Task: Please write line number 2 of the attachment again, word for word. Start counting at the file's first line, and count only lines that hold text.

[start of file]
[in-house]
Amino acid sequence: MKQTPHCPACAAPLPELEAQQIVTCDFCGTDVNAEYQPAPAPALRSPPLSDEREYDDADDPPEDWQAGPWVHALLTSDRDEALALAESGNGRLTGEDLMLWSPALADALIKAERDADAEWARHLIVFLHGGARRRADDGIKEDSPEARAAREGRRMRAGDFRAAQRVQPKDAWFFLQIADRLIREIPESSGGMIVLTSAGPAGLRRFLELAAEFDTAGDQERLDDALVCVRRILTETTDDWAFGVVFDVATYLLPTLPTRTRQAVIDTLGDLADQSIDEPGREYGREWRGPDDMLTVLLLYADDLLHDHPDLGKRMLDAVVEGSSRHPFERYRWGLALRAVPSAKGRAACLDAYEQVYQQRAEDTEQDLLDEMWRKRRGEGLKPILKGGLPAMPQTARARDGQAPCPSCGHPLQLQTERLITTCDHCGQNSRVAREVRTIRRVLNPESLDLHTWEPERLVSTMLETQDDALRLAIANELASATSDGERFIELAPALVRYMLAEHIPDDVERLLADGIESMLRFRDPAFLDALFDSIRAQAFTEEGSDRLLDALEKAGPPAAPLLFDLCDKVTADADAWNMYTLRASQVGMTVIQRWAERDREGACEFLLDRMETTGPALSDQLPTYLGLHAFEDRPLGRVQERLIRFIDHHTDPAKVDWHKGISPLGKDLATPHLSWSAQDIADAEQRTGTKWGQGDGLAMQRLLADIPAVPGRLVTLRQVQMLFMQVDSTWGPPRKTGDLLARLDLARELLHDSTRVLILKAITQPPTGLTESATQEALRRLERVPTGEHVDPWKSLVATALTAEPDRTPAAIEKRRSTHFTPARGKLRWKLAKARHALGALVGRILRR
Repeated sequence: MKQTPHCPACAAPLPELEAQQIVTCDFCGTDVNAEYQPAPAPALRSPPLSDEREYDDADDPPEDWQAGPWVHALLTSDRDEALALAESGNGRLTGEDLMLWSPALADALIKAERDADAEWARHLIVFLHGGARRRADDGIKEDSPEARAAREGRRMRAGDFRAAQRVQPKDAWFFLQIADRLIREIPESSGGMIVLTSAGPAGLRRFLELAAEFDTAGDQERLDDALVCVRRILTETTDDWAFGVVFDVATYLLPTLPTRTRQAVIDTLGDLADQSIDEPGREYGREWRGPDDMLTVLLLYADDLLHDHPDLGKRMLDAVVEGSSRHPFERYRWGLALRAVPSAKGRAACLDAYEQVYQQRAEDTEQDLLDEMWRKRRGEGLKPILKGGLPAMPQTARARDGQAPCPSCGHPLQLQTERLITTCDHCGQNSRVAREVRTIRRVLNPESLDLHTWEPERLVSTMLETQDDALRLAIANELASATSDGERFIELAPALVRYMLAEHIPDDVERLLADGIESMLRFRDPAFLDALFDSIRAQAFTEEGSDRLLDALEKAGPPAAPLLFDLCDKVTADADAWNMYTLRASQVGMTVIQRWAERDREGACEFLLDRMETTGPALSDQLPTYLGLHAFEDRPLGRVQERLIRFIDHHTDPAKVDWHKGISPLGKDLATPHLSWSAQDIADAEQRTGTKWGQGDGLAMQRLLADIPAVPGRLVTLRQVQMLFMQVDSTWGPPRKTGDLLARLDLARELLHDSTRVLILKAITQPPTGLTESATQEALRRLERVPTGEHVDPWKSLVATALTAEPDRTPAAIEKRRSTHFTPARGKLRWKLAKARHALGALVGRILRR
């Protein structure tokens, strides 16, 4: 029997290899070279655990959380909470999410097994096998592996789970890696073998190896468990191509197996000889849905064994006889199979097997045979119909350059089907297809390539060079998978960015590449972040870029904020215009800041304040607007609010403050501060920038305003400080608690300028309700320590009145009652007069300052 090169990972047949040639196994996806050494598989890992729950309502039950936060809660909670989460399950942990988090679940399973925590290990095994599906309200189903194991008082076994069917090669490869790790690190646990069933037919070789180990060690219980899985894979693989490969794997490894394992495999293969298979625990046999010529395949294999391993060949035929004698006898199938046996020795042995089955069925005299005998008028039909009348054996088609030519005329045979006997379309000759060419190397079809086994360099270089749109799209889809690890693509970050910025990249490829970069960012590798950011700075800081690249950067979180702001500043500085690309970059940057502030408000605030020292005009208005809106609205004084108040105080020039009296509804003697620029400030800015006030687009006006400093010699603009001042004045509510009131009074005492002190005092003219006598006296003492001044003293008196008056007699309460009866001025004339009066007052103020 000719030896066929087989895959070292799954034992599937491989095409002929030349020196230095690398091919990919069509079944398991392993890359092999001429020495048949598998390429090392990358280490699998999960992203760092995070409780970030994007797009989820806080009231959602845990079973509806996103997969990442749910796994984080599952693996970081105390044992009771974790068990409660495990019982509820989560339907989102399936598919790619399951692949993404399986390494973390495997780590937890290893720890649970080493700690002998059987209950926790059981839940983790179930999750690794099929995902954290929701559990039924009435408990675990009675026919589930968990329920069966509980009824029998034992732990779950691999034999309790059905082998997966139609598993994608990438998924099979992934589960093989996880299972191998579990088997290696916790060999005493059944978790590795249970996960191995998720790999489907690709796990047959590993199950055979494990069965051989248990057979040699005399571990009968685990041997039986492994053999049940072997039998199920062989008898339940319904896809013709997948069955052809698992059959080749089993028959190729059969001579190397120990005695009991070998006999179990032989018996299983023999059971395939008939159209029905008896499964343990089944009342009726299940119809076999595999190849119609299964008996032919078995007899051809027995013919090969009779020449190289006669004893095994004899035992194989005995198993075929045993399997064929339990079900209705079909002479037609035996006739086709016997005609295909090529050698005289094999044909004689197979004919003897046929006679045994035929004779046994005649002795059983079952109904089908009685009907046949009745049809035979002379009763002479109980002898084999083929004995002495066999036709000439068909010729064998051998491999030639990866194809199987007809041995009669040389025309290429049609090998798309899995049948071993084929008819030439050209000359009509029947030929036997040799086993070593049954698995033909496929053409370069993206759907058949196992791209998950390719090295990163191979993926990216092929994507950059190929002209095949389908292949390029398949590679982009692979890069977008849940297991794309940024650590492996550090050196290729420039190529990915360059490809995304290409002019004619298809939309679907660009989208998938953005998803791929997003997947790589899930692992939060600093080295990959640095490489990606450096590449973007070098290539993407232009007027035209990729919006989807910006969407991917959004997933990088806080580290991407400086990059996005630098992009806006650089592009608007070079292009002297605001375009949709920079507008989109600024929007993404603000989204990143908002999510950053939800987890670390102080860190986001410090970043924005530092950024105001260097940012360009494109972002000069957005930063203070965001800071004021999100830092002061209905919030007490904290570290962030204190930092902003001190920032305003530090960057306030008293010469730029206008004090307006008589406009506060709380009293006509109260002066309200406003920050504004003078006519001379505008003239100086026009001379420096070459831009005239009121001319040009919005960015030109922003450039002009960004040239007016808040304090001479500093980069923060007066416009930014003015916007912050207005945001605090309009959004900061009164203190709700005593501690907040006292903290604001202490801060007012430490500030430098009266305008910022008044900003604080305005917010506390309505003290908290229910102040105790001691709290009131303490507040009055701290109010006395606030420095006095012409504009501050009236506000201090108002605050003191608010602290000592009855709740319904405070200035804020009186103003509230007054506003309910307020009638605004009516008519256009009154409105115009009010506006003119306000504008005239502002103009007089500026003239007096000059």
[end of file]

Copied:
Amino acid sequence: MKQTPHCPACAAPLPELEAQQIVTCDFCGTDVNAEYQPAPAPALRSPPLSDEREYDDADDPPEDWQAGPWVHALLTSDRDEALALAESGNGRLTGEDLMLWSPALADALIKAERDADAEWARHLIVFLHGGARRRADDGIKEDSPEARAAREGRRMRAGDFRAAQRVQPKDAWFFLQIADRLIREIPESSGGMIVLTSAGPAGLRRFLELAAEFDTAGDQERLDDALVCVRRILTETTDDWAFGVVFDVATYLLPTLPTRTRQAVIDTLGDLADQSIDEPGREYGREWRGPDDMLTVLLLYADDLLHDHPDLGKRMLDAVVEGSSRHPFERYRWGLALRAVPSAKGRAACLDAYEQVYQQRAEDTEQDLLDEMWRKRRGEGLKPILKGGLPAMPQTARARDGQAPCPSCGHPLQLQTERLITTCDHCGQNSRVAREVRTIRRVLNPESLDLHTWEPERLVSTMLETQDDALRLAIANELASATSDGERFIELAPALVRYMLAEHIPDDVERLLADGIESMLRFRDPAFLDALFDSIRAQAFTEEGSDRLLDALEKAGPPAAPLLFDLCDKVTADADAWNMYTLRASQVGMTVIQRWAERDREGACEFLLDRMETTGPALSDQLPTYLGLHAFEDRPLGRVQERLIRFIDHHTDPAKVDWHKGISPLGKDLATPHLSWSAQDIADAEQRTGTKWGQGDGLAMQRLLADIPAVPGRLVTLRQVQMLFMQVDSTWGPPRKTGDLLARLDLARELLHDSTRVLILKAITQPPTGLTESATQEALRRLERVPTGEHVDPWKSLVATALTAEPDRTPAAIEKRRSTHFTPARGKLRWKLAKARHALGALVGRILRR